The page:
|CERES No. 097 - January - February 1984 (FAO Ceres, 1984, 50 p.)|
Recent estimates indicate that about 650 000 persons are engaged in Brazil's fishing industry. About 400 000 of these live and work in northeastern Brazil, mainly in some 300 isolated fishing settlements located along the beautiful sweeping beaches and in the mangrove swamps on the coast of Maranhao State. This coast is belie, to offer the best prospects for increasing the country's fish production but at present the fishing gear used rudimentary and modern marketing methods almost unknown. Most of the fishing is done with traps, set out to take advantage of the tides, because there are not enough fishing boat and most, in any case, are inefficient Some of the credit funds earmarked for improving the fishing fleet hay' been diverted to the construction geleiras, sailboats used to navigate the coastline in order to buy fish that can be sold at increased prices in Sao Luis, the state capital.
Elsewhere, there are another 250 000 artisanal fishermen who work independently of the settlements, a matter of some concern to the federal government which decree almost a decade ago that all artisan' fishermen should be affiliated with fishing settlement. The government is now allocating considerably more resources to develop a more ration fisheries programme and to assist artisanal fishermen to upgrade the productivity and incomes.
This initiative will eventually involve an investment of $130 million under direction of the Brazilian Superintendency for Fishery Development (SUDEPE) with financing from the Inter-American Development Ban (IDB) and technical assistance provided by FAO. A preliminary FAO/IC study, carried out at the request of Brazilian authorities, recommend three areas of activity for the programme: the provision of an over; line of credit for private enterprise fishing; the construction of a fishing terminal in Maranhao State; the suport of fishing activities, including restructure, technical assistance, training. It is within this last year that an FAO/IDB/SUDEPE project for assistance to artisanal fishermen was formulated. Based at Sao Jose do Ribamar, kilometres from Sao Luis, the project is intended to develop improved fishing and boatbuilding technologies, its expatriate and national counterpart specialists working closely with local extension personnel who are expected to become "multiplication elements". Project technicians have signed a small wooden fishing boat, e metres in length, equipped for both sail and engine propulsion is boat, being constructed in Sao is, will be capable of operating safely off the Maranhao coast, as 11 as in its bays and those of neighbouring states. It will be compatible with both fishing gear now in use I new types of gear that will be manufactured and demonstrated during the project. To provide for documentation for in future training work, all stages the boatbuilding are being photographed. After its construction the boat will be tested and technical data regarding stability, safety, displacement, etc., will be recorded. When the boat has been approved, the project will furnish a detailed technical bulletin, stating materials and construction techniques used, and results of the various tests, to fishermen and boatbuilders in the region. In each settlement where the boat is demonstrated, extension workers will select fishermen to participate in the demonstrations and will contact those interested in building this type of boat.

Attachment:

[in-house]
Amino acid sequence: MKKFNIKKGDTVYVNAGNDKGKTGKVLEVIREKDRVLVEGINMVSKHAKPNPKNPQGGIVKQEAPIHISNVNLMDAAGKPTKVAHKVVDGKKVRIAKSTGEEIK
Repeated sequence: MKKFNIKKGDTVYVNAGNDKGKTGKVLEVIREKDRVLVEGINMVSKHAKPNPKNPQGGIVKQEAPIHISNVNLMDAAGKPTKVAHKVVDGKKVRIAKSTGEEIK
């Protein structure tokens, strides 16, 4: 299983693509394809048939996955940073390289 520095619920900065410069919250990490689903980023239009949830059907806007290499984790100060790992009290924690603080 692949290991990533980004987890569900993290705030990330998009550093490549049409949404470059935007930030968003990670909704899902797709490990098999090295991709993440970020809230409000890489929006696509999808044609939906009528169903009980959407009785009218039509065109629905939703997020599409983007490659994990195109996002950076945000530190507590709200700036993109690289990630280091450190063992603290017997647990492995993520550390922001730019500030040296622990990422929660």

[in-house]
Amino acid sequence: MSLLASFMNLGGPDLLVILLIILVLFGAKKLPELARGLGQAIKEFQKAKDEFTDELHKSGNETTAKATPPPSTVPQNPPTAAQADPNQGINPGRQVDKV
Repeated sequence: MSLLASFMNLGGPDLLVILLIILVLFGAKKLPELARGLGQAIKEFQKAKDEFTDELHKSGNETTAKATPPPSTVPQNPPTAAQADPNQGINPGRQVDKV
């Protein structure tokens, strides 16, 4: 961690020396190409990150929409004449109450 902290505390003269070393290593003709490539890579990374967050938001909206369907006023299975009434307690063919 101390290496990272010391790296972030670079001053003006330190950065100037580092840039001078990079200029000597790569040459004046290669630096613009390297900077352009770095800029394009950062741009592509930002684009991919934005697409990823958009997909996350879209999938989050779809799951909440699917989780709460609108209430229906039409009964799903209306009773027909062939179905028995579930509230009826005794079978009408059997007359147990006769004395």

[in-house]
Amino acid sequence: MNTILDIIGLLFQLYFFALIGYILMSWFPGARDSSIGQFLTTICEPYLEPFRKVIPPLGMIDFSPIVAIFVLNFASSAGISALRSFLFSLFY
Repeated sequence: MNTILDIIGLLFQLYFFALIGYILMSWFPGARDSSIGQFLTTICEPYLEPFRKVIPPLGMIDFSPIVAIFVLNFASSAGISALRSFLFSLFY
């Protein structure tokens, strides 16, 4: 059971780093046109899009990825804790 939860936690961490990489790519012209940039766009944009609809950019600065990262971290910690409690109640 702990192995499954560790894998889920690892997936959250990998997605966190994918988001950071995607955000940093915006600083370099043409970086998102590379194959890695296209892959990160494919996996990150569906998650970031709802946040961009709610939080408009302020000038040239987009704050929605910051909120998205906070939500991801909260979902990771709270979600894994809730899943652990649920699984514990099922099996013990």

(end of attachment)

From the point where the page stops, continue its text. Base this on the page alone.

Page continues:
The project will also study possible improvements to sailboats presently being used. One of the region's most commonly used types of sailboats, known as "Bastardo", is undergoing many modifications intended to improve its performance. Another project priority is the introduction of new types of fishing gear and the improvement of present gear. Initially, four types of routinely used gear have been selected for modification by the experts: the longline, the gill net, the fykenet, and the beach seine. This last type has since been shelved owing to new environmental protection regulations decreed by SUDEPE. The new models are being made by local fishermen and net makers under the project team's guidance. As these prototypes become available, they are demonstrated by the technicians, with the assistance of extension workers who have become familiar with their manufacture and use.
The first demonstration of a modified longline was held at the Sao Jose and Cururupu settlements during late 1982 when it was tested by local fishermen together with a traditional longline. Although the modified version was equipped with 10 per cent fewer hooks than the traditional one, it caught about three times the weight of fish. Each municipality along the coast will now receive a complete set of modified fishing gear. At a later stage, fishermen will be instructed in techniques of making their own gear.